Two members of a scientific panel that investigated the mysterious death of Nobel laureate Pablo Neruda told AFP that they could not determine whether or not the Chilean poet and diplomat had been poisoned.

The panel of scientific experts delivered a report into Neruda’s death to Chilean judge Paola Plaza on Wednesday, with the country on tenterhooks waiting to find out its conclusions.

Researchers Hendrik and Debi Poinar, from McMaster University in Canada, told AFP that their examination of one of Neruda’s molars confirmed the presence of dangerous botulism-causing bacteria, but was ultimately inconclusive as to how it entered his system.

“It’s there, at the time of his death,” they said of the clostridium botulinum DNA, “but we don’t yet know why.”

“We just know that it should not be there.”

Lawyer and nephew of Chilean poet Pablo Neruda Rodolfo Reyes waits before attending a press conference in Santiago on February 16. Photo: Martin Bernetti/AFPLawyer and nephew of Chilean poet Pablo Neruda Rodolfo Reyes waits before attending a press conference in Santiago on February 16. Photo: Martin Bernetti/AFP

Neruda was a celebrated poet, politician, diplomat and bohemian figure, and also a prominent member of the Chilean communist party when former military dictator Augusto Pinochet took power in a 1973 coup.

He had been preparing to flee into exile in Mexico to lead the resistance against the Pinochet regime when he died in hospital just 12 days after the coup.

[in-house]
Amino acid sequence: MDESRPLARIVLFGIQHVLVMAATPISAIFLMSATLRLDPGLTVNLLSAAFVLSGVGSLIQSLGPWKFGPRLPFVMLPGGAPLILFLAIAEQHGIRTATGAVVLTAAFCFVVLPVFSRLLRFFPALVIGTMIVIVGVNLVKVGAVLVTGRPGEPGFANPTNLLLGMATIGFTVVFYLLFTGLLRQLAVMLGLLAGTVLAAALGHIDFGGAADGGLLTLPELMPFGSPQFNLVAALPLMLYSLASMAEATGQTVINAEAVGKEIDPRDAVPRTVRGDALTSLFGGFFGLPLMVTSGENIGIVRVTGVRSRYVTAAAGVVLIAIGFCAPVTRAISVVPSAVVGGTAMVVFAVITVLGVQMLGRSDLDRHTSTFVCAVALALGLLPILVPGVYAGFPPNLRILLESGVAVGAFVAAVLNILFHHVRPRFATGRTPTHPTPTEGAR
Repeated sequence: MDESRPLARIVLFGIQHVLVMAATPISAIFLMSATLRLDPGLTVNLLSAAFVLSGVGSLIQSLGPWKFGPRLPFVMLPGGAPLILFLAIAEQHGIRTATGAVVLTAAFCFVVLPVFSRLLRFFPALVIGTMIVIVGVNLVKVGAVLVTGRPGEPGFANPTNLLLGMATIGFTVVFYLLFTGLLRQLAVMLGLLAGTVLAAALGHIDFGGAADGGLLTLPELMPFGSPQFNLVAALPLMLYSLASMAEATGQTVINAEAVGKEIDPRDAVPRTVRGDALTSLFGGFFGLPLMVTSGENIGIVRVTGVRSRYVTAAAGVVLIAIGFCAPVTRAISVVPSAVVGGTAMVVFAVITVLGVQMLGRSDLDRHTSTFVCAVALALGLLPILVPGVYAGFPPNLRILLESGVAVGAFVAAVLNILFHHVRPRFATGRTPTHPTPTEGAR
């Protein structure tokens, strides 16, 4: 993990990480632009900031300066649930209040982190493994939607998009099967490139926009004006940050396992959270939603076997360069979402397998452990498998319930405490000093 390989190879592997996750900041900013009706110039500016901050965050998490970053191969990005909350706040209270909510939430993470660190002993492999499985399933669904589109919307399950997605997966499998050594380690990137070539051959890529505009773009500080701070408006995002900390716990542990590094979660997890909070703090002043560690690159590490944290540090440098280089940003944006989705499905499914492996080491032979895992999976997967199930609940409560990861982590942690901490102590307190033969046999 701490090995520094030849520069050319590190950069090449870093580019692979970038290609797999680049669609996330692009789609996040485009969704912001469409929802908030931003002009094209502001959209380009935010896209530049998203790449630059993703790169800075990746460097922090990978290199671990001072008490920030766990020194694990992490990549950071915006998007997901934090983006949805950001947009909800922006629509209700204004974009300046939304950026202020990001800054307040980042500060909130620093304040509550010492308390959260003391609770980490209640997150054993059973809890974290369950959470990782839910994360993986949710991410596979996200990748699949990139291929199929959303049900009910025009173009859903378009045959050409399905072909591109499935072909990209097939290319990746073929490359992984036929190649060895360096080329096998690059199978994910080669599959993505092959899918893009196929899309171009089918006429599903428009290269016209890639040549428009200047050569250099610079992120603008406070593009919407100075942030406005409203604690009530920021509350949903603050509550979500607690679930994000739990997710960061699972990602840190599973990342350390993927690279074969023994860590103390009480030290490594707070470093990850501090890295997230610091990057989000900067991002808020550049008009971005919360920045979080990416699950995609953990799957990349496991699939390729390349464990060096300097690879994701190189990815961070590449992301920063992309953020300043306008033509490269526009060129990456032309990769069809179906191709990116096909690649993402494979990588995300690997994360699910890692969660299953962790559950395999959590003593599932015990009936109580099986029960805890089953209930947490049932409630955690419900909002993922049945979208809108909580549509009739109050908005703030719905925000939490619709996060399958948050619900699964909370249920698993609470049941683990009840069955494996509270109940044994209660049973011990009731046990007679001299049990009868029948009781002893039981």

At that time, the government claimed the 69-year-old had died of prostate cancer.

The panel’s findings have yet to be disclosed as Plaza is due to study their report.

In the meantime, rumours have been swirling that the report confirms the suspicion of Neruda’s poisoning, which his nephew also claimed earlier this week.

Pablo Neruda's nephew, Rodolfo Reyes, and a former driver of the Chilean poet, Manuel Araya, speak about his possible assassination at the beginning of Pinochet's coup. Video: Pablo Cozzaglio/AFPTV/AFP

Researchers were only able to reconstruct a third of the bacterium’s genome for the study, McMaster University reported on Wednesday.

The Poinars told AFP that they would be able to recreate the rest of the genome without exhuming Neruda’s body to gather another sample.

“There are enough materials to do that now with what remains in the lab,” they said.

“We just need to know that the court is ok with that.”

An investigation into the cause of Neruda’s death first began in 2011 when Manuel Araya, who had been his driver and personal assistant, asserted that the poet was given a mysterious injection in his chest just before he died.

Chilean dictator General Augusto Pinochet. Photo: Marco Ugarte/AFPChilean dictator General Augusto Pinochet. Photo: Marco Ugarte/AFP

In 2017, a group of Chilean and international experts concluded that Neruda did not die of cancer but said they could not determine what did kill him.

Pinochet, who ruled Chile for 17 years, oversaw a regime that killed some 3,200 leftist activists and other suspected opponents.

The dictator died in 2006 at age 91 without ever being convicted for crimes committed by his regime.

Neruda is remembered especially for sensual poems about love.

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